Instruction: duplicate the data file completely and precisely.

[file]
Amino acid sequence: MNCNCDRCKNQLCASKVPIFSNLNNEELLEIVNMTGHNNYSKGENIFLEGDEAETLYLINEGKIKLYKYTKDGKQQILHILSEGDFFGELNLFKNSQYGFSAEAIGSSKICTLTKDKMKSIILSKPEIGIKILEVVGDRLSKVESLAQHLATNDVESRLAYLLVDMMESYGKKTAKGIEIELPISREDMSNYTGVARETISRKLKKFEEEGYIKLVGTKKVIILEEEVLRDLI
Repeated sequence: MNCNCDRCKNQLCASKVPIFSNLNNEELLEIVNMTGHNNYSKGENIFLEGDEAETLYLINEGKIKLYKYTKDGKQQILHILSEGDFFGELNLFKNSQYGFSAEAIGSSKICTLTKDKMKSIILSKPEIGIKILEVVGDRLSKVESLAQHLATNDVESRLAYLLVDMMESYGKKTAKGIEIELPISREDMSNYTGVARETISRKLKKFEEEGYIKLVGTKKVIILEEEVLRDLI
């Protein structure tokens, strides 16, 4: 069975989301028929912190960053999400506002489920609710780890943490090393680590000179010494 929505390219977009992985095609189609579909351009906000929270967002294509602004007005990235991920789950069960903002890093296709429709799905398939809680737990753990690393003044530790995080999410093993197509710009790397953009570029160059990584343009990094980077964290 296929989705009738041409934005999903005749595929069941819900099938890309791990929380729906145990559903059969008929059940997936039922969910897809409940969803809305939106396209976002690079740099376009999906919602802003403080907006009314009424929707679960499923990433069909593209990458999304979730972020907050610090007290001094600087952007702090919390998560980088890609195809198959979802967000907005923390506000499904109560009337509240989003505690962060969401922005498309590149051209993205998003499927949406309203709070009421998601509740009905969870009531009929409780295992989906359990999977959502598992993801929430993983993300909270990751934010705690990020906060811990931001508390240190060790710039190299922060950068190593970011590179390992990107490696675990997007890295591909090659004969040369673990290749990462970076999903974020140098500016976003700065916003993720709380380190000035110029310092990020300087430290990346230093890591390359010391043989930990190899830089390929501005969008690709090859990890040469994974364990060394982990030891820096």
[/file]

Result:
Amino acid sequence: MNCNCDRCKNQLCASKVPIFSNLNNEELLEIVNMTGHNNYSKGENIFLEGDEAETLYLINEGKIKLYKYTKDGKQQILHILSEGDFFGELNLFKNSQYGFSAEAIGSSKICTLTKDKMKSIILSKPEIGIKILEVVGDRLSKVESLAQHLATNDVESRLAYLLVDMMESYGKKTAKGIEIELPISREDMSNYTGVARETISRKLKKFEEEGYIKLVGTKKVIILEEEVLRDLI
Repeated sequence: MNCNCDRCKNQLCASKVPIFSNLNNEELLEIVNMTGHNNYSKGENIFLEGDEAETLYLINEGKIKLYKYTKDGKQQILHILSEGDFFGELNLFKNSQYGFSAEAIGSSKICTLTKDKMKSIILSKPEIGIKILEVVGDRLSKVESLAQHLATNDVESRLAYLLVDMMESYGKKTAKGIEIELPISREDMSNYTGVARETISRKLKKFEEEGYIKLVGTKKVIILEEEVLRDLI
């Protein structure tokens, strides 16, 4: 069975989301028929912190960053999400506002489920609710780890943490090393680590000179010494 929505390219977009992985095609189609579909351009906000929270967002294509602004007005990235991920789950069960903002890093296709429709799905398939809680737990753990690393003044530790995080999410093993197509710009790397953009570029160059990584343009990094980077964290 296929989705009738041409934005999903005749595929069941819900099938890309791990929380729906145990559903059969008929059940997936039922969910897809409940969803809305939106396209976002690079740099376009999906919602802003403080907006009314009424929707679960499923990433069909593209990458999304979730972020907050610090007290001094600087952007702090919390998560980088890609195809198959979802967000907005923390506000499904109560009337509240989003505690962060969401922005498309590149051209993205998003499927949406309203709070009421998601509740009905969870009531009929409780295992989906359990999977959502598992993801929430993983993300909270990751934010705690990020906060811990931001508390240190060790710039190299922060950068190593970011590179390992990107490696675990997007890295591909090659004969040369673990290749990462970076999903974020140098500016976003700065916003993720709380380190000035110029310092990020300087430290990346230093890591390359010391043989930990190899830089390929501005969008690709090859990890040469994974364990060394982990030891820096």